Most resolutions are affirmative statements that have an implied negative statement. I am going to lose weight, I am going to exercise more, etc. In IT, there are a myriad of these things, as achieving new goals requires stopping things as well as starting them. Many of these things are attitudes and behaviors so I offer this personal list of things gained from working with CIOs and IT executives.
Not all and in fact most may not apply, but they are a good thing to reflect on as these and other behaviors set the context for your working relationships and results. Also think about these in terms of what your direct and their direct reports do and say as sometimes these behaviors exist at different levels of the organization.
The points below are in no particular order so do not assume that there is a priority to them.
- Being defensive, particularly around the current state of IT systems and operations, they are what they are and we now have technologies and opportunities to improve and transform them.
- Curtail development or purchase of applications that cannot readily support virtualization or transition to Internet based service infrastructure – the cloud. Go a step further and make this one of the criteria for applications that should be consolidated.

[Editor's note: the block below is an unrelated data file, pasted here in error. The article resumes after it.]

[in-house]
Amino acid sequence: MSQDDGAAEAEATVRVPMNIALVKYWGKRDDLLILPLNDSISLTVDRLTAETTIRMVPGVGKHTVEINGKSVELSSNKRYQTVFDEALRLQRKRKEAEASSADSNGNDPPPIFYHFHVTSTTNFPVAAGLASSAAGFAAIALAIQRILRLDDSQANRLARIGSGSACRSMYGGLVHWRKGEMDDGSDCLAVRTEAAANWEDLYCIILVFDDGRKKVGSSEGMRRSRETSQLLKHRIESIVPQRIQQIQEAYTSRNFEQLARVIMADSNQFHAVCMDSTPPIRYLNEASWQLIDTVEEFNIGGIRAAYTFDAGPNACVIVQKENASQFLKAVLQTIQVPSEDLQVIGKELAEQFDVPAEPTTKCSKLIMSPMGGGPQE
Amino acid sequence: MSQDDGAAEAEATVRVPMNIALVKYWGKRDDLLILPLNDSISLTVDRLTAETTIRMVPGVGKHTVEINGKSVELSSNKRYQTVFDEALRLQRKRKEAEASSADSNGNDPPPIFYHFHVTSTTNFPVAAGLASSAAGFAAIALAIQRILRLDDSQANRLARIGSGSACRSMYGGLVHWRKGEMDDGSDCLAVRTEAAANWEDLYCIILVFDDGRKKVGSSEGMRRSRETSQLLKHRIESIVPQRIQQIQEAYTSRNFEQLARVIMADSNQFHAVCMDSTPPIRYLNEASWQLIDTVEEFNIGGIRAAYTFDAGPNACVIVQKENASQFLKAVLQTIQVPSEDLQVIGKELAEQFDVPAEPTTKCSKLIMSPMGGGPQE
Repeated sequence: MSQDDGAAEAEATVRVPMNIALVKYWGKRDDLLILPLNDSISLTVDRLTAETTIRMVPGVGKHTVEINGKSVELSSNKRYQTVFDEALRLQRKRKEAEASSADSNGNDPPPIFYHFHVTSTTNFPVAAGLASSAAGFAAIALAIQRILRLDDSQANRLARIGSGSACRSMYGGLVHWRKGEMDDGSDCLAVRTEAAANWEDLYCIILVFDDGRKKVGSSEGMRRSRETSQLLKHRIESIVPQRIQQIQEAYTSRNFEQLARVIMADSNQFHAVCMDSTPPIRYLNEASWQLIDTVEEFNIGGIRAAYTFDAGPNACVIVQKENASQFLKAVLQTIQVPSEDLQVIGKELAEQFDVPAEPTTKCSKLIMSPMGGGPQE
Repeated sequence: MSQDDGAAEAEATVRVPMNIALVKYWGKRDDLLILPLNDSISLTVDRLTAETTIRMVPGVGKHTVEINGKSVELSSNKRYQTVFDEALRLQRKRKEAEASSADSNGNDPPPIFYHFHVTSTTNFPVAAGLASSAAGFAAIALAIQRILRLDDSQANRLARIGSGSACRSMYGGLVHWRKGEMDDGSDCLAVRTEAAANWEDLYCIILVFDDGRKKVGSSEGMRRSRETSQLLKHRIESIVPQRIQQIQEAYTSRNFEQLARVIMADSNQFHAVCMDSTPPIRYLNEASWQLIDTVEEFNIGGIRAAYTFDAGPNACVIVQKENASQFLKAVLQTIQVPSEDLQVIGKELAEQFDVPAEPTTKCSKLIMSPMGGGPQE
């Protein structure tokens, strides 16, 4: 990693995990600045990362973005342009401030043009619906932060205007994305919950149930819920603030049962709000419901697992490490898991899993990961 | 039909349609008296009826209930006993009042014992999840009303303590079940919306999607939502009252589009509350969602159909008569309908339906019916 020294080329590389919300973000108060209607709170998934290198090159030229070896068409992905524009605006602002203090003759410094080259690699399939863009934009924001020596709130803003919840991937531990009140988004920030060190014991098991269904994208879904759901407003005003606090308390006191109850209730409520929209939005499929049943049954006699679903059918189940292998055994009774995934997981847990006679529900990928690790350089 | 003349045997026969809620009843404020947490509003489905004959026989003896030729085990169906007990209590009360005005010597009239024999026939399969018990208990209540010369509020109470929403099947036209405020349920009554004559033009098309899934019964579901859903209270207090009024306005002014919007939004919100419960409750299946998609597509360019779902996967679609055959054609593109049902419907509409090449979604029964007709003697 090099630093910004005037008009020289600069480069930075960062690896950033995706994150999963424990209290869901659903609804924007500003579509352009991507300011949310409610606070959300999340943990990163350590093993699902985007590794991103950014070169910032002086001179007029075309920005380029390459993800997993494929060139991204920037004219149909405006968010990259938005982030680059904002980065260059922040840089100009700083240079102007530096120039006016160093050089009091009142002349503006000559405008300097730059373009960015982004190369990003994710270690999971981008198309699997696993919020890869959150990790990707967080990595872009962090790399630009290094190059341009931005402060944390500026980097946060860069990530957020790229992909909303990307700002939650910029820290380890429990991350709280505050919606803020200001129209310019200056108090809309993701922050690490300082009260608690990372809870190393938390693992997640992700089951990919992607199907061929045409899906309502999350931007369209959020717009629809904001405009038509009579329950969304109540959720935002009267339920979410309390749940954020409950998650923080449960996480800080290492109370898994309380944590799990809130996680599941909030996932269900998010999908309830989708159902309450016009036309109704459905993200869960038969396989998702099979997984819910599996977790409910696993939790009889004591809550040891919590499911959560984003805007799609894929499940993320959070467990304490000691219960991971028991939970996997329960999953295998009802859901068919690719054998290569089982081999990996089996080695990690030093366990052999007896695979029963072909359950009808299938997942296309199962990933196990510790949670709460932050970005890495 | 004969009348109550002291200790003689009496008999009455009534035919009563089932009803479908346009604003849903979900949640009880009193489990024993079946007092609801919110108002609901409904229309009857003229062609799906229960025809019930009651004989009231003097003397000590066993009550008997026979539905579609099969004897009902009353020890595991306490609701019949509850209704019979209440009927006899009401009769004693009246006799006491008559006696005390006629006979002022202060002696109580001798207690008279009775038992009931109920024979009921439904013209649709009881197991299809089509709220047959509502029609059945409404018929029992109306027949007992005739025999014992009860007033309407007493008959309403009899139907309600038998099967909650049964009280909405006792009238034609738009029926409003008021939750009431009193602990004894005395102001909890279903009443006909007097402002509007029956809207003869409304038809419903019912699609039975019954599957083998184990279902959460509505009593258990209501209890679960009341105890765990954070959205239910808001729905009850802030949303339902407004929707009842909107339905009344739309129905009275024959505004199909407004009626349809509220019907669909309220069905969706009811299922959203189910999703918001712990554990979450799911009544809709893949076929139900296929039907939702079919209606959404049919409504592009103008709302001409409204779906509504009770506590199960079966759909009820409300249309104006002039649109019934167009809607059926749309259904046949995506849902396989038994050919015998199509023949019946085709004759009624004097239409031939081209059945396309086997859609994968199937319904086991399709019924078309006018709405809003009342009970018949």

- Living in the past versus now or in the near future. These are times of tremendous change and therefore there is the opportunity to move forward and find new answers and actions to new issues.
- Requiring that you be invited rather than getting yourself invited to meetings and business discussions where IT should participate but sometimes does not.
- Using “and” wan you think about your business peers. There is no separation of the business AND IT, except one that IT creates. This may not be something you do as much as a correction required for your people as it sets the tone of relationships between two groups that have to work together.
- Reporting operational metrics as the primary proof of IT value. Sure operational metrics are important, as are project performance metrics; but both only tell people that IT is doing its job. Report on changes in business performance, how key metrics move through time to show that where IT is involved good things happen.
- Protecting your people, keeping them isolated and in IT. They need to grow and part of growth is actively engaging business peers and being exposed to the issues you deal with every day. Besides, if know one knows who they are, then you are all of IT and cannot move beyond it to create greater value.
- Thinking about risk as just the prevention of loss rather than the pursuit of value. There are risks that are best dealt with as loss prevention, but not all risks. Identify the situations where risk represents opportunity because if you can do it, then you have an advantage. Give these situations as much attention as the risks you minimize.
- Taking the suppliers word for it without checking and testing their advice. It is a competitive marketplace and you should be taking advantage of it not just in terms of contract negotiations, but making sure, you get the best contribution from your suppliers.
My apologies that these points have decidedly negative tone, but we are talking about things to stop. What are your – must not do – resolutions for the New Year.
What are you stopping in order to start some other things?